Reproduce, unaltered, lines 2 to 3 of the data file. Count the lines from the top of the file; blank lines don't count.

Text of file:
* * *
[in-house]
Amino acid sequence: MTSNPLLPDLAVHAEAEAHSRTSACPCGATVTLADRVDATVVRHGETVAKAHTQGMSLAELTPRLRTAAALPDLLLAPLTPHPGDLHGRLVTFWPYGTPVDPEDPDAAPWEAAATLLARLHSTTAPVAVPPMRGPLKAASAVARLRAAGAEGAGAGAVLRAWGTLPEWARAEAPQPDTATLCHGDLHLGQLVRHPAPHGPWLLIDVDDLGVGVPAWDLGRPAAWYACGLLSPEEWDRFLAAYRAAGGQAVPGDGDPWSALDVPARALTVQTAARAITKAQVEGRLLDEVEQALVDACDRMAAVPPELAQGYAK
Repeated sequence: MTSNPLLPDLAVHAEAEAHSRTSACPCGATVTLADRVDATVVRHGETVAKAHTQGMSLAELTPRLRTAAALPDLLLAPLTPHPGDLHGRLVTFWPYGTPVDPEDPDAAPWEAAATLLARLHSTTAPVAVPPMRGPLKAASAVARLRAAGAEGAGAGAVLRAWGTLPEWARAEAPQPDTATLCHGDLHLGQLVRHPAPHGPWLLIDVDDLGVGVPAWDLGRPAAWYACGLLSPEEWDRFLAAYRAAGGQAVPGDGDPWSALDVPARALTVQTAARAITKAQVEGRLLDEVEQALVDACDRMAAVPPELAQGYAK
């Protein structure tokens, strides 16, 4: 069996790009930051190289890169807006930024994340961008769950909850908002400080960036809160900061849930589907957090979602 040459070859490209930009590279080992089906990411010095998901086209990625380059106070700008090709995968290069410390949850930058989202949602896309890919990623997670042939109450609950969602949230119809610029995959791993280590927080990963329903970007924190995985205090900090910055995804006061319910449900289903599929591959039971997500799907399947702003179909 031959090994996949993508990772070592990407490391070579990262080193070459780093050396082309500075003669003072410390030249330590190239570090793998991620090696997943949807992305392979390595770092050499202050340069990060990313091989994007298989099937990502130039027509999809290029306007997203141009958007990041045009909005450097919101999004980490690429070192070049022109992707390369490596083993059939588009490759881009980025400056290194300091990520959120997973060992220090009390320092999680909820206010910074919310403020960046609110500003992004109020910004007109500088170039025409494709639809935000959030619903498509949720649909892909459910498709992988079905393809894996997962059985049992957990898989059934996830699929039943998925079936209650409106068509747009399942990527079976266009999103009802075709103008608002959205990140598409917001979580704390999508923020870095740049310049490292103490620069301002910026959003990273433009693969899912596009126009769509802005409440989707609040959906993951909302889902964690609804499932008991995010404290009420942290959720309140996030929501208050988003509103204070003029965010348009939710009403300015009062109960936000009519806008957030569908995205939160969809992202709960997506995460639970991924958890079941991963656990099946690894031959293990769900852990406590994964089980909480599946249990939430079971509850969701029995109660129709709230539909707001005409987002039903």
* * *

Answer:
Amino acid sequence: MTSNPLLPDLAVHAEAEAHSRTSACPCGATVTLADRVDATVVRHGETVAKAHTQGMSLAELTPRLRTAAALPDLLLAPLTPHPGDLHGRLVTFWPYGTPVDPEDPDAAPWEAAATLLARLHSTTAPVAVPPMRGPLKAASAVARLRAAGAEGAGAGAVLRAWGTLPEWARAEAPQPDTATLCHGDLHLGQLVRHPAPHGPWLLIDVDDLGVGVPAWDLGRPAAWYACGLLSPEEWDRFLAAYRAAGGQAVPGDGDPWSALDVPARALTVQTAARAITKAQVEGRLLDEVEQALVDACDRMAAVPPELAQGYAK
Repeated sequence: MTSNPLLPDLAVHAEAEAHSRTSACPCGATVTLADRVDATVVRHGETVAKAHTQGMSLAELTPRLRTAAALPDLLLAPLTPHPGDLHGRLVTFWPYGTPVDPEDPDAAPWEAAATLLARLHSTTAPVAVPPMRGPLKAASAVARLRAAGAEGAGAGAVLRAWGTLPEWARAEAPQPDTATLCHGDLHLGQLVRHPAPHGPWLLIDVDDLGVGVPAWDLGRPAAWYACGLLSPEEWDRFLAAYRAAGGQAVPGDGDPWSALDVPARALTVQTAARAITKAQVEGRLLDEVEQALVDACDRMAAVPPELAQGYAK